It is this flaw in Emma which degrades the reader’s perception of her; Emma had the wealth and the status and just by visiting the Bates?she gave them great joy; “I am sure there is nobody’s praise that could give us so much pleasure as Miss Woodhouse’s? However, Emma does present a genuine interest in the Bates when she comments about “the distresses of the poor were as sure of relief from her personal attention and kindness, her counsel and her patience, as from her purse…always gave assistance with as much intelligence as good-will? but it is not the fact that Emma does not care about the less fortunate, it is the depth in which she cares for them which shows a shallow attitude towards the underprivileged. At this point Emma shows her superficiality in her care for the poor when her concerns quickly revert from the less fortunate; “These are the sights, Harriet to do one good. How trifling they make everything else appear!? to the situation concerning the matchmaking of Harriet and Mr. Elton. Emma’s lack of consideration and respect towards the Bates is shown when she arrogantly mocks Miss Bates by stating; “Ah! Ma’am, but there may be great difficulty. Pardon me- but you will be limited as to number- only three at once? However, once again, it is not until Mr. Knightley directs Emma to her follies does she realise the extent of her insolence; “How could you be so unfeeling to Miss Bates? How could you be so insolent in your wit to a woman of her character, age, and situation?? but rather than flippantly disregarding Mr. Knightley’s remonstration it is here that Emma begins to turn away from her arrogance and pretentiousness towards a deeper understanding of respect and worth.
It is the incident at Box Hill which catalyses Emma’s transformation in attitude and character. By reflecting upon her errors she gains insight from her past follies; acknowledging her past errors and misjudgments and finally recognizing the flaws in her character. With her new found compassion, Emma revisits the Bates out of the desire of wanting to go, rather than being obliged to go; “In the warmth of true condition, she would call upon her the very next morning, and it should be the beginning, on her side, of a regular, equal, kindly intercourse? By acquiring this deeper knowledge of humility Emma, redeems herself for her past follies and misjudgments, thus elevating her character in the eyes of the reponders.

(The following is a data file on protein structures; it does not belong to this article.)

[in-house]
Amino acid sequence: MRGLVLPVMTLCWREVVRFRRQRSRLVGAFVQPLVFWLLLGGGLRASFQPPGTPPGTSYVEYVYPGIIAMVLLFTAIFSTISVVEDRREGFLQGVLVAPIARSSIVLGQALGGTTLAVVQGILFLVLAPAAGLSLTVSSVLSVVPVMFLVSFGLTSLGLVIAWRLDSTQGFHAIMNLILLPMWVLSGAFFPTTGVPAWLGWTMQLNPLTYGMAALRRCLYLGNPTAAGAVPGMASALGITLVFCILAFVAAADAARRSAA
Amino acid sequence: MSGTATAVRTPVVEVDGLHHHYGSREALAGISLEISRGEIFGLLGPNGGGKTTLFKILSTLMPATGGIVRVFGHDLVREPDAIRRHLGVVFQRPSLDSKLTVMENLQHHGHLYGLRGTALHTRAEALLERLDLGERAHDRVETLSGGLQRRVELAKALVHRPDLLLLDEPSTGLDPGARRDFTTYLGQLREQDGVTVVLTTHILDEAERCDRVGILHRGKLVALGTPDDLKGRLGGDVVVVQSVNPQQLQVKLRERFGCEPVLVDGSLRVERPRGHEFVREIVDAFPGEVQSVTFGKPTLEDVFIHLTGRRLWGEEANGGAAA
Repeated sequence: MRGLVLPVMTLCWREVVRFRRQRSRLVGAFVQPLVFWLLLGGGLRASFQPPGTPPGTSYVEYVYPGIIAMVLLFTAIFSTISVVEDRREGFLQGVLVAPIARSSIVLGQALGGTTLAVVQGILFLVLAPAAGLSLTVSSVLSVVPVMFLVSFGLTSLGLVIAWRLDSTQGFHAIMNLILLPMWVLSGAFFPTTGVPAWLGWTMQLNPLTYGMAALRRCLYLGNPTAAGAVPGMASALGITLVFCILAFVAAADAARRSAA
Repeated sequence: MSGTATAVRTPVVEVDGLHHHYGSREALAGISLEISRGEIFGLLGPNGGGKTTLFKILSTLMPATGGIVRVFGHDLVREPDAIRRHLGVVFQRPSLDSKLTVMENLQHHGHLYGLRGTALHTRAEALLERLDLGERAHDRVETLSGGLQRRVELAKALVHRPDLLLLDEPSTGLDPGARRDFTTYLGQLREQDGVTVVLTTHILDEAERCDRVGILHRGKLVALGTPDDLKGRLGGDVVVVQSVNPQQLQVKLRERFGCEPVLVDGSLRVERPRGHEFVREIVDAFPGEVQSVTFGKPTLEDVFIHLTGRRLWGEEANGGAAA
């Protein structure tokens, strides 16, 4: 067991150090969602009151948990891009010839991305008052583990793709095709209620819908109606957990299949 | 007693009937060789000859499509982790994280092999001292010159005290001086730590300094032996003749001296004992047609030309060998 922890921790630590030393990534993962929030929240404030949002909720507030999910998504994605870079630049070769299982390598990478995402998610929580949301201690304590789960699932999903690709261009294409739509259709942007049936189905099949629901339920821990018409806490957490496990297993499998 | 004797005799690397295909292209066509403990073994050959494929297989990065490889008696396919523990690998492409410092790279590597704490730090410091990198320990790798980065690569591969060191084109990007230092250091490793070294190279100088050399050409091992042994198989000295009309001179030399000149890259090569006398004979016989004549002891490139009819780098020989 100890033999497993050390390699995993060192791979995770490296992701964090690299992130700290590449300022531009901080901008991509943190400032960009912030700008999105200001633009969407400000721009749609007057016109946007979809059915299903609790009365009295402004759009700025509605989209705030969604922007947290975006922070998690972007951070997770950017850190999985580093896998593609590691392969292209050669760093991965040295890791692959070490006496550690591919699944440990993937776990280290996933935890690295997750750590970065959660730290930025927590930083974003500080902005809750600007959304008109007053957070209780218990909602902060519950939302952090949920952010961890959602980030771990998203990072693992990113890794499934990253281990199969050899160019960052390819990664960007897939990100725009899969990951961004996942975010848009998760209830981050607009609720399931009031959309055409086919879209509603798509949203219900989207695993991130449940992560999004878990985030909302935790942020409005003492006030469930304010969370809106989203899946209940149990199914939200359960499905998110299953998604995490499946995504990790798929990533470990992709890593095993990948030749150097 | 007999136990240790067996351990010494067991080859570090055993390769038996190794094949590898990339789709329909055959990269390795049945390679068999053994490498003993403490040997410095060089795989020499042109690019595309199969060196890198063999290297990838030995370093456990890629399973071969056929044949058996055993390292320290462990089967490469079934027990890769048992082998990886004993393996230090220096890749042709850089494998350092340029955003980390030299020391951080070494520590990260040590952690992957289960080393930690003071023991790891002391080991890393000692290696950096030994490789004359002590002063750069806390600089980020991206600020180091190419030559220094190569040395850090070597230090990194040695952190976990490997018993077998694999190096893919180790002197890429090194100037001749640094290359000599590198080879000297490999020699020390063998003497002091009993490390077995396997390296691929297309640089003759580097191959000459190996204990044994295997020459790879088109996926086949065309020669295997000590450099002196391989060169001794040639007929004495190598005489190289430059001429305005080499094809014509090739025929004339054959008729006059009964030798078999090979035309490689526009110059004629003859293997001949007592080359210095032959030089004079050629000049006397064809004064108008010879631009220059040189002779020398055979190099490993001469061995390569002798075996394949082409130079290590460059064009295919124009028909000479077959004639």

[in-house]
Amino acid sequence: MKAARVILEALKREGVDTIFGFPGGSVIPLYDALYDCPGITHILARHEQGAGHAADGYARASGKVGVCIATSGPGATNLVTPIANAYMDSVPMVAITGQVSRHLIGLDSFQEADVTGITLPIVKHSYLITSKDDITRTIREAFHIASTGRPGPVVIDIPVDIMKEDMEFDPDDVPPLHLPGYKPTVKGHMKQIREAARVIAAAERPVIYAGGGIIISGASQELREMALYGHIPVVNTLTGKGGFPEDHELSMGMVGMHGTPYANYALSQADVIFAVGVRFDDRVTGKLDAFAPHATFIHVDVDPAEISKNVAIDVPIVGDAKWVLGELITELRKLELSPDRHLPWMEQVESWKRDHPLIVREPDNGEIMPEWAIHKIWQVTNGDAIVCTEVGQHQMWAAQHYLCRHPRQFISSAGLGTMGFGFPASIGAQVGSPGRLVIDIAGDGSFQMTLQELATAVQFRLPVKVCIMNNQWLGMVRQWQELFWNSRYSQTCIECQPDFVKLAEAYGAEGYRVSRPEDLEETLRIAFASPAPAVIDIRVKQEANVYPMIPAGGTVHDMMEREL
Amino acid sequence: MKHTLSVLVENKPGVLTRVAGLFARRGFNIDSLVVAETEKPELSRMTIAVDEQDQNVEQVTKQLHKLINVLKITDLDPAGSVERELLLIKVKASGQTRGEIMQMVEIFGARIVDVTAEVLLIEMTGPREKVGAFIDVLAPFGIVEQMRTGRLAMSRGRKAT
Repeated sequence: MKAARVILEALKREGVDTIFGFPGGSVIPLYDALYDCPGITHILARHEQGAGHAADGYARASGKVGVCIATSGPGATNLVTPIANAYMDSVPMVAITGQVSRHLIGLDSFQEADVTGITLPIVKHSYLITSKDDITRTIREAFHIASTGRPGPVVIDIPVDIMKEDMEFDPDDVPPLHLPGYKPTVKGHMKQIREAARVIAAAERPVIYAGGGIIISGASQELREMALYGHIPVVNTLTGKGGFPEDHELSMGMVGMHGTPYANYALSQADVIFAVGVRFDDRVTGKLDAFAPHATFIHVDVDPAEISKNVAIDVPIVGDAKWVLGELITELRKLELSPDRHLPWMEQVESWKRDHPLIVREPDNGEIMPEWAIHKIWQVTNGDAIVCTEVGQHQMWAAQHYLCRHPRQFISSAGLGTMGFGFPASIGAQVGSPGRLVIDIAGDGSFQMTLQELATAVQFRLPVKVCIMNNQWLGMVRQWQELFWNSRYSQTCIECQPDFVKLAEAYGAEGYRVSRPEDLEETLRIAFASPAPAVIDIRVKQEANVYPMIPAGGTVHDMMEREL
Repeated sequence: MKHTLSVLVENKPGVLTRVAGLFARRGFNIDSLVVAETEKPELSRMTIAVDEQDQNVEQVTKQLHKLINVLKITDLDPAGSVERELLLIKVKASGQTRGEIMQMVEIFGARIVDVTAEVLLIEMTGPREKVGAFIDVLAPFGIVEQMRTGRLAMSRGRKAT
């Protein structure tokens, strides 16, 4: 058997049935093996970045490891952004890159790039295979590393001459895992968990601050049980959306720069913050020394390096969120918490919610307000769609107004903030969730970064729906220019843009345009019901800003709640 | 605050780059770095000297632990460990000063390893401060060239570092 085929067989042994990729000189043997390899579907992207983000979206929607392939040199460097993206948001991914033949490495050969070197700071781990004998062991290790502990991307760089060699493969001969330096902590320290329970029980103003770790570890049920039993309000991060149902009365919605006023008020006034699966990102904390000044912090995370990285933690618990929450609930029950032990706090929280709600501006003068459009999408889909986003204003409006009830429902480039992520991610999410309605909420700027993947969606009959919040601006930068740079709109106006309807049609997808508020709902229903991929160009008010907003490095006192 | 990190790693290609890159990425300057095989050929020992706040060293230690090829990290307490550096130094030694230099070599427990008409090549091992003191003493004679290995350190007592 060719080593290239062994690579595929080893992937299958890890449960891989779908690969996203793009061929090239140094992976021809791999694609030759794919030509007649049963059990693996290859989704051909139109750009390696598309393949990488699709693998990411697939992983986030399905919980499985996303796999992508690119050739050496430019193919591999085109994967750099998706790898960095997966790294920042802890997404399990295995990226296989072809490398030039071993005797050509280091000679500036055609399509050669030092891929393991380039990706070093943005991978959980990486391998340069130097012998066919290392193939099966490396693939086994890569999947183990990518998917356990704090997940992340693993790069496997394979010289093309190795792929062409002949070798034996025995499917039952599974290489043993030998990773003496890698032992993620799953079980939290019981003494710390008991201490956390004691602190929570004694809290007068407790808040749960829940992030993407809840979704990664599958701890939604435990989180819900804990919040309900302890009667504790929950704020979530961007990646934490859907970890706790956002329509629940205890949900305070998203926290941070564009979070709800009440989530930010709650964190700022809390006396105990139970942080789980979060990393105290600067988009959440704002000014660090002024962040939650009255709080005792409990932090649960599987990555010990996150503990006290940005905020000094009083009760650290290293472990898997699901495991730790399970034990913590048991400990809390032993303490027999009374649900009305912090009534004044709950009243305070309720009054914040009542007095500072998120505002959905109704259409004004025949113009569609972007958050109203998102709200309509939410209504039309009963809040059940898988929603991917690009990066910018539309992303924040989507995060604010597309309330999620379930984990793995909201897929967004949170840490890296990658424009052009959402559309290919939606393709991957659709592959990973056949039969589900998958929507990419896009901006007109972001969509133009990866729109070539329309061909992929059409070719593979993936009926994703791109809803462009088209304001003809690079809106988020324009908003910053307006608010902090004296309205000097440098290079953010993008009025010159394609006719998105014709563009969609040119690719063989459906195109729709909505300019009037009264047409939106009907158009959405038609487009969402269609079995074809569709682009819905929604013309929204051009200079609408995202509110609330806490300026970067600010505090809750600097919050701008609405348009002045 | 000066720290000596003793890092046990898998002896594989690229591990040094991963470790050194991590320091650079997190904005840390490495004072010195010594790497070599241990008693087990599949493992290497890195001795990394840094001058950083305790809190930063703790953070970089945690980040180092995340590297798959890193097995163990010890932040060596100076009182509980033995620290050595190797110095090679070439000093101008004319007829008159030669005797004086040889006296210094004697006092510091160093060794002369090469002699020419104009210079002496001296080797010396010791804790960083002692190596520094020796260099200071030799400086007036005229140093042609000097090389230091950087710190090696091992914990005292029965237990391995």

Although superficially Jane Austen’s novel seems only a satirical and humorous novel which follows Emma’s transition from the arrogant, vain and controlling young woman, to the compassionate and tolerant person she becomes by learning from her errors and altering her character in an attempt to gain humility and compassion. However, also presented by Austen is the importance of social values and structure. Austen criticizes the class system through the character of Emma by establishing the manner in which she behaves within society and the way in which she is perceived within that society. Most of the irony within the novel is caused by Emma’s lack of insight. Her inability to see the truth of her own and other people’s situation creates the ironic tone of the novel, this is done mainly through the many misjudgments and errors made by Emma as a result of her interference with no insight into the situation. As a consequence of Emma’s arrogance and assurance of her virtuosity, she manipulates situations and incidents to suit her whims. This is shown through Emma’s manipulation of the situation with Mr. Elton, despite the warnings from Mr. Knightley that Mr. Elton will not make an imprudent match, Emma still attempts to match Harriet and Mr. Elton; “She thought it would be an excellent match; and only too palpably desirable, natural, and probable, for her to have much merit in planning it? However, Emma’s attempts prove to be in vain when it becomes apparent that Mr. Elton’s affections are towards Emma; “he seems to have a great deal of good-will towards you?but as Emma’s arrogance continues to blind her she ironically muses “of the blunders which often arise from a partial knowledge of circumstances, of the mistakes which people of high pretensions to judgment are forever falling into?